I did a post over at PP a couple of days ago about Christie and personality, pointing out that personality -- whether people actually liked the candidate -- can matter quite a bit in nomination contests, but is mostly unimportant in general elections.
It's worth elaborating on that just a bit, because it turns out the way that personality works is actually a bit complicated.
I can think of at least three ways that personality matters in nomination contests. In each case, I'm using "like" here to refer to personality, not issues or governing abilities or any of the other reasons someone might like a candidate.
1. It probably matters to some extent whether party actors like candidates personally. It's surely not as important as agreeing on issues, at least not issues of importance to any particular party actor, but it's probably not irrelevant, either. Or, to put it bluntly, it probably matters whether party actors like the candidates.
A couple of things about this...the universe of "party actors" is pretty large. Even just politicians...there are an enormous number of politicians in the US. But of course there are a lot more activists, and there are plenty of campaign and governing professionals, and leaders of party-aligned interest groups, and formal party officials and staff. It all adds up to a lot of people. The nature of it is, however, that each of them knows a lot of others within the "expanded party" network, and while it's large, it's still nothing like the millions in the overall electorate. My guess is that candidates' personal reputations are well-established, at least by the end of the invisible primary, among party actors, with much of that second- and third-hand in addition to whatever is being reported in the mass media.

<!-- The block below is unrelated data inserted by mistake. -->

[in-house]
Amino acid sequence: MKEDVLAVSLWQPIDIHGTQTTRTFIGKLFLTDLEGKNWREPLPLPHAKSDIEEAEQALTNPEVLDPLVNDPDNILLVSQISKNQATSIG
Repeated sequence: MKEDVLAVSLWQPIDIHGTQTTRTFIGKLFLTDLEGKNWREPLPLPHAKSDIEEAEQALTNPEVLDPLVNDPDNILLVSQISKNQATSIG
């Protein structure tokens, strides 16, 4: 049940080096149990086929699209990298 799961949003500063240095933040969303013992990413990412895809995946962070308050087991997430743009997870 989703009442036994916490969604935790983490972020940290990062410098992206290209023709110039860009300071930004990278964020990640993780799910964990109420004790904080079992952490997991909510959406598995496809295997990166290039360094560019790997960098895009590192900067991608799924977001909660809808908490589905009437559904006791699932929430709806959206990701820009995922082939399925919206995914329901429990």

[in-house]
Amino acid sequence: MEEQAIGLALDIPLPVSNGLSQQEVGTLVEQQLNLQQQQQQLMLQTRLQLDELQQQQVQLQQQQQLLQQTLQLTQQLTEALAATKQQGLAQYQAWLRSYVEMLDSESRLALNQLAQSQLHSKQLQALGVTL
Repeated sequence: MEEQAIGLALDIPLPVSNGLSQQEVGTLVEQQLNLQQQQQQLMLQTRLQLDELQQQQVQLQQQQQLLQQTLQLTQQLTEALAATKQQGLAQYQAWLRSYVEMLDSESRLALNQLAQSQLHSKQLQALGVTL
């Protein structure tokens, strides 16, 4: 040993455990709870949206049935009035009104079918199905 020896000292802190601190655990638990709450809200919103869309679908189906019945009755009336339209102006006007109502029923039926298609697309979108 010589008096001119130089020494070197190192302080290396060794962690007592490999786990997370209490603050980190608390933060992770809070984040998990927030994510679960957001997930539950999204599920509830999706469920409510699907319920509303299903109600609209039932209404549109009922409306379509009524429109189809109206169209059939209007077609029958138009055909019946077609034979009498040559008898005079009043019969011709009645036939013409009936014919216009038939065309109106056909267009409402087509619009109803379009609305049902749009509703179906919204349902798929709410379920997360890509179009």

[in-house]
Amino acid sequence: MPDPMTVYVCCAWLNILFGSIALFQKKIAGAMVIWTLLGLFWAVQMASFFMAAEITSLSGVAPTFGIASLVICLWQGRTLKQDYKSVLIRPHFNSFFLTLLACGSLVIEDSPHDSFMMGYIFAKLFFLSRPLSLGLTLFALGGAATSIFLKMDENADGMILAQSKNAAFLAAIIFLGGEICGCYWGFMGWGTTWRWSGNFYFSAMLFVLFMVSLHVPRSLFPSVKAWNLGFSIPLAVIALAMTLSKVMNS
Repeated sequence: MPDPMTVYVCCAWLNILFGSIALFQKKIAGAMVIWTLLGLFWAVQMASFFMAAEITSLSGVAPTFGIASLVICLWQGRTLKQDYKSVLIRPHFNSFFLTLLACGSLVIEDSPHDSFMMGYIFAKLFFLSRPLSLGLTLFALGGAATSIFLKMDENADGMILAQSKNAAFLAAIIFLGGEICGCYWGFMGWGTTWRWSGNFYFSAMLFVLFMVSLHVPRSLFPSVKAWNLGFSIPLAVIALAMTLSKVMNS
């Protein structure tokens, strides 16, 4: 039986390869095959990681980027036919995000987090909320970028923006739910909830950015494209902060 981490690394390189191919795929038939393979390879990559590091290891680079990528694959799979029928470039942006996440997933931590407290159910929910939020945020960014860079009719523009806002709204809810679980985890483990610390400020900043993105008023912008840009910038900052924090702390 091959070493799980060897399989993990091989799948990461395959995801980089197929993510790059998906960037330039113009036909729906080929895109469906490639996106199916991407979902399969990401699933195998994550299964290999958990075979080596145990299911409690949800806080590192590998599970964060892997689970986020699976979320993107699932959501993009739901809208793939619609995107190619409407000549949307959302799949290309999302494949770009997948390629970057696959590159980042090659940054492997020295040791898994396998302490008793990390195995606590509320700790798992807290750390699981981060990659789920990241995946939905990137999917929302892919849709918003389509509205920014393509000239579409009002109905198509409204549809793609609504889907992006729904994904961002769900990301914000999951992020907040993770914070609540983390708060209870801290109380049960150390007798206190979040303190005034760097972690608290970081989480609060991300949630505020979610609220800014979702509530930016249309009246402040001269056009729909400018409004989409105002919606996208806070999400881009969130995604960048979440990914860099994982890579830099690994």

2. It probably matters what party actors think about whether voters, both primary and general election voters, will like candidates. This is almost completely separate from the whether they themselves like the candidates. It's also pretty much separate from whether voters will actually like the candidates or not. And all the qualifiers about the universe of party actors apply; reputation matters.
3. It probably matters what voters think of the candidates as people. We can go way overboard on this: voter impressions of candidates are very much filtered through elite opinion leaders and, generally, how the candidates are presented in the mass media. And in many cases, it doesn't matter because many candidacies don't survive to the point at which voters get engaged. Still, there's no reason to believe that the primaries and caucuses do absolutely nothing except to ratify the decisions of party actors, at least not in every case.
I suppose there might be more 2nd- and 3rd-order possibilities as well; for example, primary voters who support a candidate based on their perceptions of how likable that candidate will be for swing voters in November. But I think those three capture the bulk of it. The key, again, is that these are all actually separate things, all more or less independent of each other.